“In the Celtic tradition, the stranger is celebrated. There is an imperative to welcome the stranger because in the stranger you will encounter the sacred, the Holy Otherness instead of the Wholly Otherness,” said the Rev. John Philip Newell. “In the Isles, there is a rune of hospitality that says, ‘We saw a stranger yesterday and we put food in the eating place, and drink in the drinking place and music in the listening place. And in the name of the triune God he blessed us, and our family and our cattle and our dear ones. As the lark says, often, often, often goes Christ in stranger’s guise.’”
Newell was preaching at the 9:15 a.m. Wednesday morning worship service in the Amphitheater. His sermon title was ‘Holy Otherness” and the Scripture reading was Matthew 25:31-40.
“Who are the strangers?” he said. “Individually and collectively, we treat strangers as Other rather than essentially brother or sister.”
Much of his sermon was told in the context of a plane trip to give a lecture in Atlanta.
Newell acknowledged that, like many people who travel frequently, he protects his time on a plane for rest or work.
“I say hello to recognize the presence of the person, but say it in such a way that this will be the last word until farewell,” he said. “I am much more limited [as a social being] than you might have expected.”
On that trip to Atlanta, his seatmate was a beautiful woman he thought was from India whom he thought spoke little English. He started working on his talk for Atlanta that would include the Exodus story of Moses and the burning bush and references to Martin Buber’s book I and Thou.
The story of Moses and the burning bush is about sacred presence, he said. A friend who is a rabbi taught Newell the important thing was not that the bush was burning, but that Moses noticed.
“Everything is burning [with sacred presence],” Newell said. “Martin Buber in I and Thou invites us to look for the eternal Thou in every Thou, the eternal presence in everyone and everything.”
Moses asked the presence in the bush to tell him its name so he could tell the people. The response was, “I Am Who I Am” or “I Will Be Who I Will Be,” Newell said.
“There was no name, no definition, no categorizing,” he said. “This is our essential identity, we are of I Am. We can say many things about ourselves but they don’t capture the essence of our being. When we name things, we push them [to be] the Other.”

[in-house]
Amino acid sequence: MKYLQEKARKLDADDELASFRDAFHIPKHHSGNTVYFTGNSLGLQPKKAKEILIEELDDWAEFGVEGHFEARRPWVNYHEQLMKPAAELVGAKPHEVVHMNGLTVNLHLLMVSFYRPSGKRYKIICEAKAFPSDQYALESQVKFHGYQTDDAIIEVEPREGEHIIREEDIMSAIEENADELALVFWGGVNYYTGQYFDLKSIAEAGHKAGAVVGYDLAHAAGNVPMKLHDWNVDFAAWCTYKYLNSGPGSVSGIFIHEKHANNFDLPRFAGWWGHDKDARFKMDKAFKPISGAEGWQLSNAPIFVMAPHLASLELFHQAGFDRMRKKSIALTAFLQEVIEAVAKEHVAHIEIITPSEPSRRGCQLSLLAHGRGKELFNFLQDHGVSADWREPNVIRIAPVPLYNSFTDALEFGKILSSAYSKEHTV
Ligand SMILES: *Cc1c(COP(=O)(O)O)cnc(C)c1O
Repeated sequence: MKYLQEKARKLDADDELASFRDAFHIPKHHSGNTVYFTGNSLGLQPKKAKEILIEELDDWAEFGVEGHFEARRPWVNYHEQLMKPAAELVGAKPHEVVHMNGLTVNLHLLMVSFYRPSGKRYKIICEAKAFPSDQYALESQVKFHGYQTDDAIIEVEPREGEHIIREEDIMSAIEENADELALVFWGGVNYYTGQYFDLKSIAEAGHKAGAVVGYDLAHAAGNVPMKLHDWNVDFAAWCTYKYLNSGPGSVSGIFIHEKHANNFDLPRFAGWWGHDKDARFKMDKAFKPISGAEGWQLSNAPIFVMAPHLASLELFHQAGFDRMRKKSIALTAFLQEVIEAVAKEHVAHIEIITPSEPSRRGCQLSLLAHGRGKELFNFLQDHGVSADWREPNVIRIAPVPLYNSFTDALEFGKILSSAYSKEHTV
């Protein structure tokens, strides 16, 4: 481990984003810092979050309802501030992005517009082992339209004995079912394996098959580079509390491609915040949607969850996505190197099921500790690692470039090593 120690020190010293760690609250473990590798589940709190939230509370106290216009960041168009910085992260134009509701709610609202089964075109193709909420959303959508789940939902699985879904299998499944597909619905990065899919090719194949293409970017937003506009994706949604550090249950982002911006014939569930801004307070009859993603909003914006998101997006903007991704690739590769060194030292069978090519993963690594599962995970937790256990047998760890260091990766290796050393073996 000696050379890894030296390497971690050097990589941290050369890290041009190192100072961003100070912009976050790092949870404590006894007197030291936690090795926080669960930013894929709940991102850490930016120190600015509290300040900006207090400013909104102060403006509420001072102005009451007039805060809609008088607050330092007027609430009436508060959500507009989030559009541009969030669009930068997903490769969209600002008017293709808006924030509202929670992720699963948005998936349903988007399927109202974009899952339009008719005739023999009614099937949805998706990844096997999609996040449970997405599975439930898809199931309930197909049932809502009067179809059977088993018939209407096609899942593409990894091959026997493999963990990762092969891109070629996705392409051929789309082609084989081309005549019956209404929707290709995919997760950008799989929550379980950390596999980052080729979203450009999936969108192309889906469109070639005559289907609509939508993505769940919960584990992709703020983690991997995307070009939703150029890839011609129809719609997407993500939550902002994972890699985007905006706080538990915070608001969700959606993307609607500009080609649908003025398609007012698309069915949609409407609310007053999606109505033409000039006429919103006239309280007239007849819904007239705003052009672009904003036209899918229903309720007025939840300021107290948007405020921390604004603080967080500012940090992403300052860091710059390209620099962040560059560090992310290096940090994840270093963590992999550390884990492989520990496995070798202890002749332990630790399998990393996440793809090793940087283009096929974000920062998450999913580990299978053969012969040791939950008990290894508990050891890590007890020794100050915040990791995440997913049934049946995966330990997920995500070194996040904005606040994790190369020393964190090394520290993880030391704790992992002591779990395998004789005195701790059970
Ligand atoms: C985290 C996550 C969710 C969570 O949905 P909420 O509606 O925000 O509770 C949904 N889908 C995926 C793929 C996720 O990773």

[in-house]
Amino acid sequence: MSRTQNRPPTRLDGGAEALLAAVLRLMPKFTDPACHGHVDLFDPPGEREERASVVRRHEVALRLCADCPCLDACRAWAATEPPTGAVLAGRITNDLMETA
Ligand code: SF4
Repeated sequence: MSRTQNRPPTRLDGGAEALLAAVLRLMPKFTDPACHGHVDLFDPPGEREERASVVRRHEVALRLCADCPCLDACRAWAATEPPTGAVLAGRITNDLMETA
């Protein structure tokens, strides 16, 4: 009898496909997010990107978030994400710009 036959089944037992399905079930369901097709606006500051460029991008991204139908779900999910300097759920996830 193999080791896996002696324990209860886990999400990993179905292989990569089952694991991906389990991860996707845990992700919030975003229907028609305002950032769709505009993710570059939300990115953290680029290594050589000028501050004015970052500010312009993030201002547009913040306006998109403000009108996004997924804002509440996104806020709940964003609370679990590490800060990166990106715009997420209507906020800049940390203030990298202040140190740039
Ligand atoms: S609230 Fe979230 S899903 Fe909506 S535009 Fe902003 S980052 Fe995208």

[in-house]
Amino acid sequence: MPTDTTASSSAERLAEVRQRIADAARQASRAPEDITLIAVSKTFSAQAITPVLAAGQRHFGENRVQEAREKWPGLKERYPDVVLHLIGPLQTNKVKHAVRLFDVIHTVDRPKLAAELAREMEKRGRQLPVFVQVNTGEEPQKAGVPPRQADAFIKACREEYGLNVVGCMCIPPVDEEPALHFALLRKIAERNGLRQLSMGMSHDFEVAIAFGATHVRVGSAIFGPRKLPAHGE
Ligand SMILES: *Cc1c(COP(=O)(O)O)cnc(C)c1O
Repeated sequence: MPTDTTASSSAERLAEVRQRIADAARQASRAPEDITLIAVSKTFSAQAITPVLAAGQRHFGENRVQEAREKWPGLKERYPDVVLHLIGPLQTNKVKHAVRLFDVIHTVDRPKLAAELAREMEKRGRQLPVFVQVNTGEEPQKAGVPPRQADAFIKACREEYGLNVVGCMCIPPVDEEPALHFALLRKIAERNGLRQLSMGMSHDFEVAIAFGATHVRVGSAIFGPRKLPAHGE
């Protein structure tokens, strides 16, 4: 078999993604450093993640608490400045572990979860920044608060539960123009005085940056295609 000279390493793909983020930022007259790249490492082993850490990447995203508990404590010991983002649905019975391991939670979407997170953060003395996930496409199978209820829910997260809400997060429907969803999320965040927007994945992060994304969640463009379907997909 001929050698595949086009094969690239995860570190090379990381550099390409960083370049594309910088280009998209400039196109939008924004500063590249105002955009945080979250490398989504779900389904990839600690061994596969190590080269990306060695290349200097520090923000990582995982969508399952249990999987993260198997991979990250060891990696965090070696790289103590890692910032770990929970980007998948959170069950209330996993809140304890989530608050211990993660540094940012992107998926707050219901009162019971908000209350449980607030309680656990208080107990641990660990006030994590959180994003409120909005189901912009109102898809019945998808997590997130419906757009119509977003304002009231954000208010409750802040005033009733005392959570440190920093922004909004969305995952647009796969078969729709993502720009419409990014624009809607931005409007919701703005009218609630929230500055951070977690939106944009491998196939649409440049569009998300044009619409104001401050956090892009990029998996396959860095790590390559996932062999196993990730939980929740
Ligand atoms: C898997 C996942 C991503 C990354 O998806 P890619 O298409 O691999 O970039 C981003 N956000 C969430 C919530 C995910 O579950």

Instead of getting the work done he wanted to on the plane, Newell fell asleep. When he awoke, the woman sitting with him tapped him on the arm and covering her face with her veil, asked if she could ask him a question. “What does ‘I Am Who I Am’ mean?” she said. Newell thought to himself, “How wonderful that I was given this opportunity to speak about the central mystery in the simplest language.”
The woman was from Nepal and spoke better English than Newell thought; she was a daughter, a newly married wife in an arranged marriage and a Hindu. He told her, “This is all true [of who you are] but none of it captures the heart of who you are. What is at the heart, you heart, is holy and does not bear a name.”
She then asked about the word “Thou.” Newell told her, “It is the word I would use to address the true heart of you that can’t be named or defined.” The woman said she was listening to what her mother and her faith told her and was listening to her priest, but she was asking herself, “Who am I?”
“I am a Christian teacher and Jesus teaches with story and then asks us to decide [what is right],” Newell said. “Listen to your parents and your priest and then decide within yourself who you will be, what in you is unnameably holy.”
That was her first time to come to America and her husband, in the arranged marriage, had come ahead of her. She had been frightened but was now feeling a sense of peace. Newell told her, “When I pray tomorrow I will seek a blessing for you.” “And I bless you,” she replied.
“I knew I was in the presence of the eternal Thou; I knew myself to be deeply blessed,” Newell. “I was thankful I had not hidden [in work] but it has not changed my travel practice. She is in our land, behind the veil, speaking another language, practicing another religion in communities that seem strange, waiting to be reverenced by us. She carries a blessing for us. Shall we look for her, honor her? If so, we will be truly strong, truly great as a people. We will be blessed.
“A stranger came by yesterday and we put food in the eating place, drink in the drinking place, music in the listening place and in the name of the triune God, she blessed us, our family, our cattle and our dear ones. As the lark says, truly, truly, truly, there goes Christ,” he said.
The congregation waited silently in anticipation.
The Rev. Virginia Carr presided. Maggie Brockman, who first came to Chautauqua as a voice student and for the last 14 years has served with her husband, Bill, as host at the Hall of Missions, read the Scripture. Jared Jacobsen, organist and coordinator of worship and sacred music, played “The Postlude for the Office of Compline,” by Jehan Alain for the sacred music. The Motet Choir was singing at the CLSC graduation ceremonies. The Randell-Hall Memorial Chaplaincy and the Geraldine M. and Frank E. McElree Jr. Chaplaincy provide support for this week’s services.
(Photo by Dave Munch.)